Advice from a 29-year-old businesswoman
August 22, 2012
I'm always inspired (and often humbled) by people who achieve big things at a young age. The Olympic season has really gotten me into a self-evaluation mood and has made me think about ways that I can get closer to my dreams.
A few weeks ago I met the successful Nicole Campos. It was perfect timing — I wanted to learn some of her secrets. Though Nicole isn't an Olympic athlete, the 29-year-old is the owner of her own business — a store that has five locations in Kansas and is looking to expand into new areas after the holidays.
Nicole and I are the same age (ok, maybe she is a year younger, but who's counting?) and it's hard for me to imagine the kind of success she has had. Nicole opened her women's boutique "Bling" just three years ago and already manages between 45-50 employees across her locations. Her business is booming so much in fact, that her husband Mark quit his job at a local community college so he could help operate the stores.
I figured that Nicole had some impressive business experience prior to opening her first store in Scott City, Kan., in 2009, but in reality, she was just an ordinary girl with a dream and an interest in fashion.
Nicole grew up in the Scott City area and graduated from Kansas State University with a Bachelor's Degree in Psychology. She wasn't sure what she was going to do with her degree after graduation, so she spent a few years working in Las Vegas and then started a website to sell unique fashion pieces for women.
Nicole operated the online site for a while, but quickly realized that she needed to get a following before she could be successful on the internet. So, she moved back to Scott City and opened her first store on Main Street. Nicole did a lot of research to find products that would appeal to local women — things like purses, jewelry, candles, clothing, baby gifts — even western-style items for cowgirls. As expected, many of the things that she stocked her store with had jewels or sparkles.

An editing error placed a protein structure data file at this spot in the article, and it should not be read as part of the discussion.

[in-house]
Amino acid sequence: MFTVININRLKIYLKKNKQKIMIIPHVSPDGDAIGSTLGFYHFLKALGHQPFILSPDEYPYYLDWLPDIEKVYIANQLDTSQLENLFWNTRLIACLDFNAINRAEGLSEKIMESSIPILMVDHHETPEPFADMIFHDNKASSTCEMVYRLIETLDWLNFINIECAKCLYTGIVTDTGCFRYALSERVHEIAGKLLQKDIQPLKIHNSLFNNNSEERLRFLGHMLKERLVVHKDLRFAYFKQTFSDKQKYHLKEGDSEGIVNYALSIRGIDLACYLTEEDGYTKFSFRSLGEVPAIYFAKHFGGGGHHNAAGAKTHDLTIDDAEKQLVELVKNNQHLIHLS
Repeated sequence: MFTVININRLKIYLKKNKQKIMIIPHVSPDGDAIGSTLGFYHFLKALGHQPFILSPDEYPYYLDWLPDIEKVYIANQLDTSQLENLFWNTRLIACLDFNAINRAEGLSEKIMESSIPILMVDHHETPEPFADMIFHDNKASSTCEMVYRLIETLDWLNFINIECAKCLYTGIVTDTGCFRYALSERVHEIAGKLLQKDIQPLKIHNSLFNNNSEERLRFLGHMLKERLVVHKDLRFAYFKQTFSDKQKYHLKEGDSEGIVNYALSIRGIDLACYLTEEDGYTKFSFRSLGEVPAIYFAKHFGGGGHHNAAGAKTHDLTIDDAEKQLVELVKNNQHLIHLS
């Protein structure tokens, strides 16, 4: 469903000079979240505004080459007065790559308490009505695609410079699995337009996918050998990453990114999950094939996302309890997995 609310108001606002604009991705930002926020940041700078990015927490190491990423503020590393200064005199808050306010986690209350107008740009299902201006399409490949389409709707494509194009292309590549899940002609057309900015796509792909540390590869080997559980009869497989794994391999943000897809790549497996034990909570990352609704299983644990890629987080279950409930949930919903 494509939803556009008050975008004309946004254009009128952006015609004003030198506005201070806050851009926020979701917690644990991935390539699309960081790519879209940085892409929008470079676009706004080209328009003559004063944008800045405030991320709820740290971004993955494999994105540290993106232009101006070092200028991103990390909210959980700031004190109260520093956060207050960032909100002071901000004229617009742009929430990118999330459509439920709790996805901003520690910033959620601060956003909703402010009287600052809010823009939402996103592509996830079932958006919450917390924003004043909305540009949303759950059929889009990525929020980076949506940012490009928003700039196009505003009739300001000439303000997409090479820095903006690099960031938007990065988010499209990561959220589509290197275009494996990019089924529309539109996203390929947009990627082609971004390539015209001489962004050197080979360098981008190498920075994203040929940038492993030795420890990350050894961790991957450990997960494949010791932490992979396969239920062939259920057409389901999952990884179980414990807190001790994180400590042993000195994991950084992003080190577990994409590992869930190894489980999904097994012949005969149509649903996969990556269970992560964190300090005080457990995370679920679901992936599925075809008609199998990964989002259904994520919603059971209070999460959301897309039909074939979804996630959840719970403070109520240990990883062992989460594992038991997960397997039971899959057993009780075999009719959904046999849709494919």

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From there, Nicole says she worked night and day to make the business function. During the last three years she opened stores in the Kansas towns of Garden City, Hays, Manhattan, and Salina. Her website traffic has grown dramatically in that time too – she plans on updating and adding to her online selection soon. She recently even moved her Scott City store into a larger building on Main — a place with an office so she can make it her corporate headquarters.
Nicole's road to success sounds a little simplistic and almost effortless; so much in fact that I was hoping she had some secret to share with me — something that I could replicate to guarantee success. Nicole didn't disappoint, she did have a simple recipe for success– "lots of hard work, sacrifice and prayer."
That's wasn't the easy answer that I was hoping to hear.
Nicole says that these last few years have been full of saying no to things other than business – things like TV, social events and hobbies. She's been saying no to many things that most dreamers don't (and won't) say no to.
As a disclaimer, Nicole doesn't have children right now – something many of us do, so it's not always an option to say no to all extra activities. Kids need lots of attention and family definitely has to come first. But, we all have extra time here and there – time we could be spending on a dream.
Nicole says that nearly every spare moment of the last three years has been spent building her business. Today she is finally reaping the rewards of all that work.
I've been asking myself what would happen if I devoted most of my free time to my ranching and writing dreams for the next few years. I might miss a few TV shows, Facebook updates and some sleep, but the payoff could be great.
What would happen if you spent even a year of free time on your dream? I hope that I have the discipline to find out. ❖